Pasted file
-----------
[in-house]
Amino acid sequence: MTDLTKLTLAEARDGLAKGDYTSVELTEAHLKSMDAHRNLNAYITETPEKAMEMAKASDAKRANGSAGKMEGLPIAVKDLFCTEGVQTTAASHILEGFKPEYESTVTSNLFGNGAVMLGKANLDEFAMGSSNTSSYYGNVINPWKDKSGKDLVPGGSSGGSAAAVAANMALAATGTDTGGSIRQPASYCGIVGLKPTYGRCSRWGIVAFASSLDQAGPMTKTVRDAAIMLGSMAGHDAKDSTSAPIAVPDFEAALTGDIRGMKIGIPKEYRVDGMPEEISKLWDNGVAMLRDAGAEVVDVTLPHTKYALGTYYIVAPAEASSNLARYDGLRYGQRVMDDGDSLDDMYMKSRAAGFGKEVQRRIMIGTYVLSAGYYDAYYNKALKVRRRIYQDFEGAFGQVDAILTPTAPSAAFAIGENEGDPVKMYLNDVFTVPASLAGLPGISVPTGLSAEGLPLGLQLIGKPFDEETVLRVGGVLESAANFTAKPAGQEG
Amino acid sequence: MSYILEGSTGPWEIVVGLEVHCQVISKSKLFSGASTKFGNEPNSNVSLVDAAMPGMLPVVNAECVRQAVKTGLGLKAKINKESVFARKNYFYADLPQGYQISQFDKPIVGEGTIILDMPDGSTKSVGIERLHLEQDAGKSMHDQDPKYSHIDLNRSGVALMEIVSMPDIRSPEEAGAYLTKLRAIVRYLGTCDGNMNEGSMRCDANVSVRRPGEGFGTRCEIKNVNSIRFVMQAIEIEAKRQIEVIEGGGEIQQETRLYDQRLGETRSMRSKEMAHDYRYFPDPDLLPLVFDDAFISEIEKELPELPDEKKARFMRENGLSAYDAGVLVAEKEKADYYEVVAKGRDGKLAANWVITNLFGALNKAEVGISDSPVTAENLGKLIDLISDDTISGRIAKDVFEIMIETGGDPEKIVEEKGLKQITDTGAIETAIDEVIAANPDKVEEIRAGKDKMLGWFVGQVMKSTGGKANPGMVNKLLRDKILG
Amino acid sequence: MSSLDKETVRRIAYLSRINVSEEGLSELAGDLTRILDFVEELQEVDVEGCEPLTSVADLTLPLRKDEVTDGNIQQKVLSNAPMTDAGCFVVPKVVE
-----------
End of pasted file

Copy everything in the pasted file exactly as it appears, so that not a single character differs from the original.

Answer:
[in-house]
Amino acid sequence: MTDLTKLTLAEARDGLAKGDYTSVELTEAHLKSMDAHRNLNAYITETPEKAMEMAKASDAKRANGSAGKMEGLPIAVKDLFCTEGVQTTAASHILEGFKPEYESTVTSNLFGNGAVMLGKANLDEFAMGSSNTSSYYGNVINPWKDKSGKDLVPGGSSGGSAAAVAANMALAATGTDTGGSIRQPASYCGIVGLKPTYGRCSRWGIVAFASSLDQAGPMTKTVRDAAIMLGSMAGHDAKDSTSAPIAVPDFEAALTGDIRGMKIGIPKEYRVDGMPEEISKLWDNGVAMLRDAGAEVVDVTLPHTKYALGTYYIVAPAEASSNLARYDGLRYGQRVMDDGDSLDDMYMKSRAAGFGKEVQRRIMIGTYVLSAGYYDAYYNKALKVRRRIYQDFEGAFGQVDAILTPTAPSAAFAIGENEGDPVKMYLNDVFTVPASLAGLPGISVPTGLSAEGLPLGLQLIGKPFDEETVLRVGGVLESAANFTAKPAGQEG
Amino acid sequence: MSYILEGSTGPWEIVVGLEVHCQVISKSKLFSGASTKFGNEPNSNVSLVDAAMPGMLPVVNAECVRQAVKTGLGLKAKINKESVFARKNYFYADLPQGYQISQFDKPIVGEGTIILDMPDGSTKSVGIERLHLEQDAGKSMHDQDPKYSHIDLNRSGVALMEIVSMPDIRSPEEAGAYLTKLRAIVRYLGTCDGNMNEGSMRCDANVSVRRPGEGFGTRCEIKNVNSIRFVMQAIEIEAKRQIEVIEGGGEIQQETRLYDQRLGETRSMRSKEMAHDYRYFPDPDLLPLVFDDAFISEIEKELPELPDEKKARFMRENGLSAYDAGVLVAEKEKADYYEVVAKGRDGKLAANWVITNLFGALNKAEVGISDSPVTAENLGKLIDLISDDTISGRIAKDVFEIMIETGGDPEKIVEEKGLKQITDTGAIETAIDEVIAANPDKVEEIRAGKDKMLGWFVGQVMKSTGGKANPGMVNKLLRDKILG
Amino acid sequence: MSSLDKETVRRIAYLSRINVSEEGLSELAGDLTRILDFVEELQEVDVEGCEPLTSVADLTLPLRKDEVTDGNIQQKVLSNAPMTDAGCFVVPKVVE